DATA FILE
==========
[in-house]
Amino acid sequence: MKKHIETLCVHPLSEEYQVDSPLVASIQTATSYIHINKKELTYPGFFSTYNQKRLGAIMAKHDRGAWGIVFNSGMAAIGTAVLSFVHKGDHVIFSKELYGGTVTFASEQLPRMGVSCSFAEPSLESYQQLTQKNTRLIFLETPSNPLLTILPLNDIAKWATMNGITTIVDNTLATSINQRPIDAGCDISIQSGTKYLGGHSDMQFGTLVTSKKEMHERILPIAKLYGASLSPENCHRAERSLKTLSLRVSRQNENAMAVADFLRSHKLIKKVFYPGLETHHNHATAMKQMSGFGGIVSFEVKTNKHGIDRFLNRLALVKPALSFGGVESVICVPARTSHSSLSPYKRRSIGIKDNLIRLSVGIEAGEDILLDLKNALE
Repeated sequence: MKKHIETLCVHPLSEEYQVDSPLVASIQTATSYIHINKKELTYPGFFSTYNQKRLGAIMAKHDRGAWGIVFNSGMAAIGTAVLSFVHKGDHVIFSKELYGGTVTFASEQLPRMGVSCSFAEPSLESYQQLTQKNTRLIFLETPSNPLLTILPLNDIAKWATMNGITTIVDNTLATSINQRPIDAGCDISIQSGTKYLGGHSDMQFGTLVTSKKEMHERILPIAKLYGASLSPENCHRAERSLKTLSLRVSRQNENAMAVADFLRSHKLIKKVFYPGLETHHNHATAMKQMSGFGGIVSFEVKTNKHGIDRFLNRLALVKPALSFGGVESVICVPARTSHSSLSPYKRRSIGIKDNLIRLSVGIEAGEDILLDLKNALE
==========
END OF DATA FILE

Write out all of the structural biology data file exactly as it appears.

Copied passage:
[in-house]
Amino acid sequence: MKKHIETLCVHPLSEEYQVDSPLVASIQTATSYIHINKKELTYPGFFSTYNQKRLGAIMAKHDRGAWGIVFNSGMAAIGTAVLSFVHKGDHVIFSKELYGGTVTFASEQLPRMGVSCSFAEPSLESYQQLTQKNTRLIFLETPSNPLLTILPLNDIAKWATMNGITTIVDNTLATSINQRPIDAGCDISIQSGTKYLGGHSDMQFGTLVTSKKEMHERILPIAKLYGASLSPENCHRAERSLKTLSLRVSRQNENAMAVADFLRSHKLIKKVFYPGLETHHNHATAMKQMSGFGGIVSFEVKTNKHGIDRFLNRLALVKPALSFGGVESVICVPARTSHSSLSPYKRRSIGIKDNLIRLSVGIEAGEDILLDLKNALE
Repeated sequence: MKKHIETLCVHPLSEEYQVDSPLVASIQTATSYIHINKKELTYPGFFSTYNQKRLGAIMAKHDRGAWGIVFNSGMAAIGTAVLSFVHKGDHVIFSKELYGGTVTFASEQLPRMGVSCSFAEPSLESYQQLTQKNTRLIFLETPSNPLLTILPLNDIAKWATMNGITTIVDNTLATSINQRPIDAGCDISIQSGTKYLGGHSDMQFGTLVTSKKEMHERILPIAKLYGASLSPENCHRAERSLKTLSLRVSRQNENAMAVADFLRSHKLIKKVFYPGLETHHNHATAMKQMSGFGGIVSFEVKTNKHGIDRFLNRLALVKPALSFGGVESVICVPARTSHSSLSPYKRRSIGIKDNLIRLSVGIEAGEDILLDLKNALE